Calculus is the branch of mathematical analysis concerned with the rates of change of continuous functions as their arguments change. Two men are now credited with discovering calculus, Sir Isaac Newton of England and Gottfried Wilhelm Leibniz of Germany. For almost a century, development of the subject was inhibited by a bitter controversy over priority between supporters of Newton and those of Leibniz.

A basic concept of calculus is "limit," an idea applied by the early Greeks in geometry. Archimedes inscribed equilateral polygons in a circle. Upon increasing the number of sides, the areas of the polygons (which he could calculate) approach the area of the circle as a limit. Using this result together with a similar idea involving circumscribed polygons, he was able to find the area of the circle as r2, in which r is the radius of the circle and (pi) is a constant that has a value between 3 1/7 and 3 10/71.

The area of an irregularly shaped plate also can be found by subdividing it into rectangles of equal width. If the number of rectangles is made larger and larger, the sum of their areas (found by multiplying base by height) approaches the required area as a limit. The same procedure can be used to find volumes of spheres, cones, and other solid objects. The beauty and importance of calculus is that it provides a systematic way for the exact calculation of many areas, volumes, and other quantities that were beyond the methods of the early Greeks.

Newton's discovery of calculus, legend says, may very well have been inspired by an apple falling from a tree. As an apple falls, it moves faster and faster; that is, it has not only a velocity but an acceleration. Newton expressed this mathematically by supposing that at any stage of its motion the apple drops a small additional distance s (delta s) during a brief additional time interval t (delta t). Then the velocity is very nearly equal to the distance s divided by the time t--i.e., s/t. The exact velocity v would be the limit of s/t as t gets closer and closer to zero or, as we say, approaches zero. That is,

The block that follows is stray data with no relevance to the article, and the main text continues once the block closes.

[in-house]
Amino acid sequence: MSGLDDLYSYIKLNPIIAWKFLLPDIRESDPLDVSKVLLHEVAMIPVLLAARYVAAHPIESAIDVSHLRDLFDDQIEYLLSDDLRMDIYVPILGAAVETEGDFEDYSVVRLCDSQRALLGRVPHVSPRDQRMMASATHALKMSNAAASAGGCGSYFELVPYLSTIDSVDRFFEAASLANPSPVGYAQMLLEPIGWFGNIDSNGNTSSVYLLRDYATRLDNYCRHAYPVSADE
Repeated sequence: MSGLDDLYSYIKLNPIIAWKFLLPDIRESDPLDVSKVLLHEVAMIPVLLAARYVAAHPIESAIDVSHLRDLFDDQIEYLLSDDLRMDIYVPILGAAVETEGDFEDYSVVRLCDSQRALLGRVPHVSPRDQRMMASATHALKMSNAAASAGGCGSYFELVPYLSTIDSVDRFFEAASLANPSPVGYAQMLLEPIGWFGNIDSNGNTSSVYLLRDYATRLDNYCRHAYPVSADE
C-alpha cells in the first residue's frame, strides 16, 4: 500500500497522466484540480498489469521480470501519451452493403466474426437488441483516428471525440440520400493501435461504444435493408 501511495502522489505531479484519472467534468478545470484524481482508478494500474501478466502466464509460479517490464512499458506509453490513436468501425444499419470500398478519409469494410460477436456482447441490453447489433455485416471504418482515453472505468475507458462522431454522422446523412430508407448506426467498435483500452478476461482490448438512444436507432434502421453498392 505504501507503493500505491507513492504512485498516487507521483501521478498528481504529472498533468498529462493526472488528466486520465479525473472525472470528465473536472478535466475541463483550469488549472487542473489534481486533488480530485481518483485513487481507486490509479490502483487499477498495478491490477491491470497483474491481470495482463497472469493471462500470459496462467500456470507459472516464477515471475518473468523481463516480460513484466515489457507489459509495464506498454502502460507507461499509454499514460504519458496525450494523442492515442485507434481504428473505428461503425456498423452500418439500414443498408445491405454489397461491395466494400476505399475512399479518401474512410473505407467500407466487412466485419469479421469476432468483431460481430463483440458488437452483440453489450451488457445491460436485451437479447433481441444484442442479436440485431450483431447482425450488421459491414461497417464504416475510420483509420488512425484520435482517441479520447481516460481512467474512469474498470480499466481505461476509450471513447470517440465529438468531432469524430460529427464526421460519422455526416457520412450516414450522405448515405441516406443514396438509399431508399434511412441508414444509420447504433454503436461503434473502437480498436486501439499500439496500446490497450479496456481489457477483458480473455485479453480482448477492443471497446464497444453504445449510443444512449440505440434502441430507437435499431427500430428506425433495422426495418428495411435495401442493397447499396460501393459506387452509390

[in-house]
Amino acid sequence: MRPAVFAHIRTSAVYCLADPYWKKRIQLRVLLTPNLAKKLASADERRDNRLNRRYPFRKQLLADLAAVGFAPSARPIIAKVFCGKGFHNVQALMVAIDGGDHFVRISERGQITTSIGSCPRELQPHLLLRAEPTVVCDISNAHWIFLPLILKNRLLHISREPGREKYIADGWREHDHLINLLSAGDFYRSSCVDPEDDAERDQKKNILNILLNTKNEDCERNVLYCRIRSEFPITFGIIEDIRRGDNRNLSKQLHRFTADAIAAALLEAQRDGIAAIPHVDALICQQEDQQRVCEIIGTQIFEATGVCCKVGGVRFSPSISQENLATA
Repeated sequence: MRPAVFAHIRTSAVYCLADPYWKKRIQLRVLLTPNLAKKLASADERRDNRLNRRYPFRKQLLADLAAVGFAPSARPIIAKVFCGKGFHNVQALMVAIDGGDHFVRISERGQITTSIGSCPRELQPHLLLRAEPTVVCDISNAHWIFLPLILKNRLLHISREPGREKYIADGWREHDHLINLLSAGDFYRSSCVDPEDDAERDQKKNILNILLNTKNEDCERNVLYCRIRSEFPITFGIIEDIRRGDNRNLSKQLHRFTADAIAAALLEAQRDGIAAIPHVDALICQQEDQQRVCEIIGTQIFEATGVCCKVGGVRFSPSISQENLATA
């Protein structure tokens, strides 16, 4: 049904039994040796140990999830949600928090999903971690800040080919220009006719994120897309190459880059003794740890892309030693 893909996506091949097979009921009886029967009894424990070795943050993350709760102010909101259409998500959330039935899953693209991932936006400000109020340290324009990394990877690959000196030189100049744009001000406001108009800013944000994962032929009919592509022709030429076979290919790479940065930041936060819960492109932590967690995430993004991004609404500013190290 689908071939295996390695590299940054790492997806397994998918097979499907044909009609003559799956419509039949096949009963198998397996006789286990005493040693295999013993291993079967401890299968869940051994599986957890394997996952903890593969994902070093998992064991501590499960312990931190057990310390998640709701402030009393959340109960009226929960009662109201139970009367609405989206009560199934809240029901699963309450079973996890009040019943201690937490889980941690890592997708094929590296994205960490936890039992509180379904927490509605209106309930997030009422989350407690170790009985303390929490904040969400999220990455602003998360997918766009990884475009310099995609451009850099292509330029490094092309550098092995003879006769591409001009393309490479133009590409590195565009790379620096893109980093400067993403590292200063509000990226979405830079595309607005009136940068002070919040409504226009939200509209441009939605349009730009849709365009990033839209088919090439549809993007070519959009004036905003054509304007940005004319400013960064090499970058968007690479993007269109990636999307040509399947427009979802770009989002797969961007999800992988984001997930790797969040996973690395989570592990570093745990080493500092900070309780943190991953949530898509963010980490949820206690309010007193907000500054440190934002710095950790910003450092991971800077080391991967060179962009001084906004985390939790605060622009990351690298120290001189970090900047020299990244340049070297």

The quantity ds/dt is called the derivative of s with respect to t, or the rate of change of s with respect to t. It is possible to think of ds and dt as numbers whose ratio ds/dt is equal to v; ds is called the differential of s, and dt the differential of t.

Just as velocity is the rate of change, or derivative, of the distance with respect to time, so the acceleration is the rate of change, or derivative, of the velocity with respect to time. Therefore a, the acceleration, would be

where v is the increase in velocity that occurs during the interval t. Since a is the derivative of v and v is the derivative of s, a is called the second derivative of s:

To find derivatives of s with respect to t, the dependence of s on t must be known; in other words, s must be expressed as a function of t. Usually this functional dependence is stated as a formula relating s and t. That part of calculus dealing with derivatives is called differential calculus.

Given s as a function of t, the derivative (that is, v) of s can be found. Conversely, if v is known it is possible to work backward to get s. This process of finding what is called the anti-derivative of v is begun by rewriting the equation v = ds/dt as ds = vdt. The quantity s is here regarded as the anti-differential of ds, denoted by a special symbol called an integral sign:

The last equation specifies s the integral of v with respect to t. That part of calculus dealing with integrals is called integral calculus. Applications of integral calculus involve finding the limit of a sum of many small quantities, such as the rectangular slices of an irregular plane figure.

Excerpt from the Encyclopedia Britannica without permission.